Harriet Kelsall Jewellery Design

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18th January 2010 15:43



You may have noticed a series of tiny marks inside your engagement of wedding ring when you have taken it off; these marks are something which all of our commissioned or ready to wear precious metal jewellery will have on them somewhere, so I thought I would tell you a little bit about them.

Why do we need to Hallmark?

Pure Gold and silver are very soft and not sufficiently durable to be worn as jewellery, so other alloys are mixed in with the precious metal to improve the wearing qualities by making it harder. Before purity standards became law, goldsmiths used to stamp their own pieces with their individual mark. As there was no fixed standard and not an independent body to make sure a minimum purity was adhered to, many goldsmiths added more of the hardening alloy therefore considerably reducing the purity of the metal and cheating the customer. In 1300 Edward I ordered his civil servants to set out a statute to set standards to combat this problem, and British Hallmarking law was born.

Complete hallmarking

Something to be proud of:

Something which makes Great Britain stand out as being special from other countries selling precious metal objects and jewellery, is our strict and long standing hallmarking laws.

Most, but not every country uses a form of hallmarking, and the ones that do don't always have such a strict and complex system as the British one, so as a consumer buying British hallmarked goods guarantees the piece complies to a high standard of purity - and is what it is being sold as.

What is hallmarking?

Hallmarking is an accurate and official way of determining and recording the content/proportions of each alloy present within the precious metal being tested to indicate that they are of a minimum standard of purity. The Hallmark shows itself in the form of a series of official marks stamped, impressed or laser etched onto the metal, which act as proof/guarantee of the metal's purity, fineness and carat.

In the case of us here in Great Britain, a symbol denoting the place the metal was tested is also stamped.

Where is the metal tested and marked?

London’s Goldsmiths’ Hall of the Worshipful Company of Goldsmiths was where the word hallmark derives.

There are now only four places in Britain where hallmarking is carried out, they are the London Assay office (where we get most of our jewellery hallmarked), the Birmingham Assay office, the Sheffield Assay office and the Edinburgh Assay office

In former times there were other Assay offices also in Exeter, Norwich, Bristol, Chester, York, Newcastle and Glasgow to name but a few.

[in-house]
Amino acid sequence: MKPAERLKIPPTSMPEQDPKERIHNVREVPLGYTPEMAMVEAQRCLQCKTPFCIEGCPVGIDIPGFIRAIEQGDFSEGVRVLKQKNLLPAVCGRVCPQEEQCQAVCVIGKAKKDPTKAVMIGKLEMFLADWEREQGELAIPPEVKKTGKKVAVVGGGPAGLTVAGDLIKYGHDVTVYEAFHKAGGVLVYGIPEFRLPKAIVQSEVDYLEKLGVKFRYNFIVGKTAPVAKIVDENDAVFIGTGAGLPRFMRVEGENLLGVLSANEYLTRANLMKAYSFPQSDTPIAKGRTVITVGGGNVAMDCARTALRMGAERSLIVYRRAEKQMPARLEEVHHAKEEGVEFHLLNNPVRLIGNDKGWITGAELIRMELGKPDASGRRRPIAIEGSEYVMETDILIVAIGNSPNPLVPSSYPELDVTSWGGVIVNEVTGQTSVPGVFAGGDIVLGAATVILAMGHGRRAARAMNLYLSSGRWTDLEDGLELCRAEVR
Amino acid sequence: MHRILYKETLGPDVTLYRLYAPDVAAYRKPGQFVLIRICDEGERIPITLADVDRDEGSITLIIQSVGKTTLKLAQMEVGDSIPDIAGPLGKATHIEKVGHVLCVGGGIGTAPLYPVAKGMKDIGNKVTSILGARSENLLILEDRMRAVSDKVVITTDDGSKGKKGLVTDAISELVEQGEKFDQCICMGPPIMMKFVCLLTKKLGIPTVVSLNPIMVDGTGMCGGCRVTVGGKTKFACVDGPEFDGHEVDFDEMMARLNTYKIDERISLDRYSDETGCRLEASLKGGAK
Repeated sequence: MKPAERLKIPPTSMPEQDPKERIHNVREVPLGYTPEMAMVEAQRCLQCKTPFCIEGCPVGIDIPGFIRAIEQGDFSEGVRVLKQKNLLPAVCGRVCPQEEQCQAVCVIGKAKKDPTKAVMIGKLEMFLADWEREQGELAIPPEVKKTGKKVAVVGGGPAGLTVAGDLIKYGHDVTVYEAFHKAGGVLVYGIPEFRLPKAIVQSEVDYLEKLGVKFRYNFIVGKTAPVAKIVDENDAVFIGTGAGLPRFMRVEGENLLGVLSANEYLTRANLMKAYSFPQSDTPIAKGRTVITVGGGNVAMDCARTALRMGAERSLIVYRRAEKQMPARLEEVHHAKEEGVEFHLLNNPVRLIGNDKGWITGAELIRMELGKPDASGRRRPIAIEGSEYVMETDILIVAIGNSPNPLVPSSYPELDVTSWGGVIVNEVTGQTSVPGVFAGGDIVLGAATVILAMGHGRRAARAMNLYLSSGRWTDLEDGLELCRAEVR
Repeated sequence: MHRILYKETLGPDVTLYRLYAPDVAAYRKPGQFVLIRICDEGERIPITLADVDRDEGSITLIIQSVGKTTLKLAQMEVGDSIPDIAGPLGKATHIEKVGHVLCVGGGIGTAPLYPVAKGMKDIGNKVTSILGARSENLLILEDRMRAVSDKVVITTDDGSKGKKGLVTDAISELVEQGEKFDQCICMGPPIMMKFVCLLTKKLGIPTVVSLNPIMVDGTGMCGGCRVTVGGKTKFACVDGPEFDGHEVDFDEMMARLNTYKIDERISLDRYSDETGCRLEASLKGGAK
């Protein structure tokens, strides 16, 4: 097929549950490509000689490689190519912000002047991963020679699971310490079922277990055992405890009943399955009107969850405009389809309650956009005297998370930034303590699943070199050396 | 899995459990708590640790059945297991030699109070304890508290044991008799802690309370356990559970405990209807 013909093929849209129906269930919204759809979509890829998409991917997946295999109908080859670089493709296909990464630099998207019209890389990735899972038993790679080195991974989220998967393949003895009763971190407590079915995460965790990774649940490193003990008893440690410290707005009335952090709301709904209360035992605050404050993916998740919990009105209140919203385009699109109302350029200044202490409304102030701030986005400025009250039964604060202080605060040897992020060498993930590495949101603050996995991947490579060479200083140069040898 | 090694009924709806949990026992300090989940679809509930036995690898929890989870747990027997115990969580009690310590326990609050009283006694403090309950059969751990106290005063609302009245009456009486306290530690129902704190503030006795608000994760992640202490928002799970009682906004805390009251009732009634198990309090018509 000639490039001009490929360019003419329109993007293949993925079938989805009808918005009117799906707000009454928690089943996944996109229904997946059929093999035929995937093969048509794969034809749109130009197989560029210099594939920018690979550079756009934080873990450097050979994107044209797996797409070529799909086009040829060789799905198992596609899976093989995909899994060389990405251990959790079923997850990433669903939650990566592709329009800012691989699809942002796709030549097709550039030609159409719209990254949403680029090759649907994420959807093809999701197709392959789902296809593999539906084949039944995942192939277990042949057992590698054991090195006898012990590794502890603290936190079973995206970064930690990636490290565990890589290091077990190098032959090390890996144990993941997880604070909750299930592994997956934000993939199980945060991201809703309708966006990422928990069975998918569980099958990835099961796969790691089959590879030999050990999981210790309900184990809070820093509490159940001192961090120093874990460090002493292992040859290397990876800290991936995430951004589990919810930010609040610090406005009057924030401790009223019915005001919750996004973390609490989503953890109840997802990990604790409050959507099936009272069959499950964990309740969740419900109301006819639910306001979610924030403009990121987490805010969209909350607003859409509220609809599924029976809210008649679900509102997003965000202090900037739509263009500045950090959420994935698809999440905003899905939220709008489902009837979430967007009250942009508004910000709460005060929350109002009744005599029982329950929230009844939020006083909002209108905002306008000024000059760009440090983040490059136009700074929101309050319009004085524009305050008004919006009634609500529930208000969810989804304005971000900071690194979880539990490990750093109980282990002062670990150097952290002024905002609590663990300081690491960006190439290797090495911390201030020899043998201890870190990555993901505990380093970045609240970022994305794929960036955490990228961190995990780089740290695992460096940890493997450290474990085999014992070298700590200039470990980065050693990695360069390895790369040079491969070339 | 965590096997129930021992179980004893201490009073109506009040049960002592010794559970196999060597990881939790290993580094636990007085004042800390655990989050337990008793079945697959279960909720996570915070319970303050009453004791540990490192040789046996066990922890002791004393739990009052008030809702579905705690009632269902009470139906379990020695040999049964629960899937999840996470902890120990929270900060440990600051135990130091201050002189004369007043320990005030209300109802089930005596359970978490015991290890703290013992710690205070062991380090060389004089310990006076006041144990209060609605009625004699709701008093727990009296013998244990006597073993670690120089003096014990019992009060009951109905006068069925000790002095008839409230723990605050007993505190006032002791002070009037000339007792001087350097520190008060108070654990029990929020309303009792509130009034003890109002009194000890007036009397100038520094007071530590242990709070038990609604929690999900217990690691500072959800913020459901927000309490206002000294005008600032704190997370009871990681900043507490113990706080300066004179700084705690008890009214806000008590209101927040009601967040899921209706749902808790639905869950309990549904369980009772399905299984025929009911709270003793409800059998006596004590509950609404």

Each Assay office has it's own Assay office mark, also know as the Town Mark:

London Assay Office Mark
The London Assay Office operated by The Goldsmiths Company

Birmingham Assay Office Mark
The Birmingham Assay Office

Sheffield Assay Office Mark
The Sheffield Assay Office

Edinburgh Assay Office Mark
The Edinburgh Assay Office

(Hallmark office pictures from - http://www.thomas-skipton.co.uk/Hallmarks.htm)

Marks you will find stamped:

Metal and Fineness (Purity) mark:

The numbers stamped inside the ring refer to the carat ( carat in this instance is not a weight, it is the proportion there is of the precious metal present.

Silver can be marked as: 800, 925 (this is the most commonly used), 958, 999 (very soft and malleable at this purity).

Gold marks: 375 - 9ct gold, 585 - 14ct gold, 750 - 18ct gold, 916 - 22ct gold.

Platinum: 850, 900, 950 (this is what Harriet Kelsall Jewellery Design uses), 999

Date mark:

The date of assay is also stamped; the mark struck is in the form of a letter or a letter and a number. The type faces of the letter and if it is upper or lower case changes with each year cycle. Each assay office has it's own cycle of marks, starting with A through to Z. The letter will have a shape or shield around it as a background which also changes with each year, in order to distinguish the same letter used in a previous year cycle.

Maker's or Sponsor's mark:

This is the registered mark of the goldsmith or company that made the piece of jewellery. Harriet's makers mark is 'HK'.

Harriet Kelsall Jewellery Design makers mark

Commemorative Mark

This is a mark that is only struck on the occasion of a special event. Such as the turn of the Millennium, the silver Jubilee of King George V and Queen Mary in 1935, the Coronation of Queen Elizabeth II in 1953, and her silver Jubilee in 1977.

Commemorative Hallmarks

If you would like to read more on British hallmarking you may find this site useful: http://www.theassayoffice.co.uk/current_hallmark_symbols.html

Hope this little insight has been interesting and gives you confidence to identify hallmarks stamped on your own jewellery.

All the best




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